The cover of the album Old News also alludes to the continuing story. Fashioned like a old newspaper, one of the story headlines is “The River is Red,” and another is “Body Found.” Under the heading of the “Body Found” story it reads, “The remains of Jimmy Southerland were spotted floating under the Highway 48 bridge Sunday morning, according to his girlfriend Anna Lee. He had been missing since late Thursday. ‘He just never showed up.'”
After the release of Old News, this was thought to perhaps complete the trilogy of Della Jane, Anna Lee, and Jimmy Sutherland, may he rest in peace. But on the latest album of The Steel Woods All of Your Stones, a couple of songs appear to add even more context and detail to the story. “Your Cold” seems to tell the story of Jimmy Sutherland’s death from his own perspective, surveying the scene as Della Jane dumps his body in the river.
She kneelеd and she prayed
And the mud from my blood, it just flowed away
And sank in a flow of regret
With the love and the leaves and the blade
And she screamed as I started to fade
The song “You Never Came Home” then continues the story from Anna Lee’s perspective after the death (or disappearance) of Jimmy Sutherland, naming Anna specifically in the first verse, and saying later…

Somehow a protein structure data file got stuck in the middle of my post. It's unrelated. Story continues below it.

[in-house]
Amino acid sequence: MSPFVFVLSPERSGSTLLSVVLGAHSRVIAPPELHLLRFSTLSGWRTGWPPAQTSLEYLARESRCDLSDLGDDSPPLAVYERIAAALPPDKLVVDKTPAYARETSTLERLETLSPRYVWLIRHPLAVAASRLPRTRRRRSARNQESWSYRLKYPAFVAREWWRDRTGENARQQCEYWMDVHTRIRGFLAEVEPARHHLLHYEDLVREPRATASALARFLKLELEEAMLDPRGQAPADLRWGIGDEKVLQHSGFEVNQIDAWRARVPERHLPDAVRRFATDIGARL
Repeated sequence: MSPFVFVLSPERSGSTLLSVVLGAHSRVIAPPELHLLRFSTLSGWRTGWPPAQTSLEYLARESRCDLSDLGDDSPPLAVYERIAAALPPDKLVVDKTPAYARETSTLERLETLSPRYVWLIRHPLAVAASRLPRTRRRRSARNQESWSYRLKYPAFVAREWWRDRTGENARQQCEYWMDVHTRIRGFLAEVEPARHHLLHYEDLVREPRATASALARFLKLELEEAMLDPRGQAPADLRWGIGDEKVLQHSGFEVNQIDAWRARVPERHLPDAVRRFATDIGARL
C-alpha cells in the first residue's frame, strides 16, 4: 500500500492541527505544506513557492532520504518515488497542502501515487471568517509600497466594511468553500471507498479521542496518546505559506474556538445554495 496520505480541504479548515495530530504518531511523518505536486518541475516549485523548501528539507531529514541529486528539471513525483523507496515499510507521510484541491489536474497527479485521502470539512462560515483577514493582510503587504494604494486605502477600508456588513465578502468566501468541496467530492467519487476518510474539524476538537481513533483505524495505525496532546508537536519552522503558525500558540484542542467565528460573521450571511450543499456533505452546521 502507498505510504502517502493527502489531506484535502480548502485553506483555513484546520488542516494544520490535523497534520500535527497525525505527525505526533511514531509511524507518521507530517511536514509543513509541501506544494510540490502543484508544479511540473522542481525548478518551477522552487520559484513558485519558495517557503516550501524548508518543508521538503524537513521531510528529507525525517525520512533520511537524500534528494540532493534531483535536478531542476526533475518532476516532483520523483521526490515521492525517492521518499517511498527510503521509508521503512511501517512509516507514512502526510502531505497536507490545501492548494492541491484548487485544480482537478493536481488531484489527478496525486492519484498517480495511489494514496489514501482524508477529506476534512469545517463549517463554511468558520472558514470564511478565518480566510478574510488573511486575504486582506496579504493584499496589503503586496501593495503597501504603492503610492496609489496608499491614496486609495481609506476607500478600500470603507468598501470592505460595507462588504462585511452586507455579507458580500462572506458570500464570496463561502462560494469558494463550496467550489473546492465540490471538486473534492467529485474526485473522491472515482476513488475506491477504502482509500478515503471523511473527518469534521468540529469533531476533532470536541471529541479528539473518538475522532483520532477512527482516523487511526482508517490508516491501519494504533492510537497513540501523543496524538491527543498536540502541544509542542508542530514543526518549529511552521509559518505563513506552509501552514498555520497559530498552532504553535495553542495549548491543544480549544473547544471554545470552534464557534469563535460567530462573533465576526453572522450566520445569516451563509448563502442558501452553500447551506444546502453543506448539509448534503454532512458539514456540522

You left that night, you were going to tell her
How dead leaves to dust was us leaving together
Yet still I’m here waiting for a sign or a letter
In this house of cold wood and stone
But that is not all. Similar to the continuing saga of “Lorrie” in the Turnpike Troubadours song universe, once you discover this cohesive narrative behind some of the songs of The Steel Woods, you start to spy other songs, or other lines in songs that may also may feed into this grander love and murder story. For example on their second album Old News after the two songs we know are part of the grander narrative (“Anna Lee” and “Red River”), then next track is “The Catfish Song.” Even though it’s a Townes Van Zandt song, it seems to eerily reference the loss of Jimmy Sutherland’s dream of running away with Anna Lee.
Down at the bottom of that dirty old river
Down where the reeds and the catfish play
There lies a dream as soft as the water
There lies a bluebird that’s flown away
All of a sudden, you can start convincing yourself many of the songs of The Steel Woods are about this deeper story, whether they truly are, or not. There are a few other examples one can root out, but let’s not give away all the spoilers here.
This is all a mark of great songwriting, where a song can mean different things to different people; the story molding to the perspective and experiences of each listener, personalizing the experience.
Something tells me we haven’t heard the last from Della Jane, Anna Lee, or Jimmy Sutherland, with future details to be revealed in perhaps new songs, or older songs as we continue to pick up new clues. It’s all quite savvy work from The Steel Woods.
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A Spotify playlist can be found below of the songs we can be pretty sure are part of the story.
H/T to Looserack Bob on Twitter for pointing this out.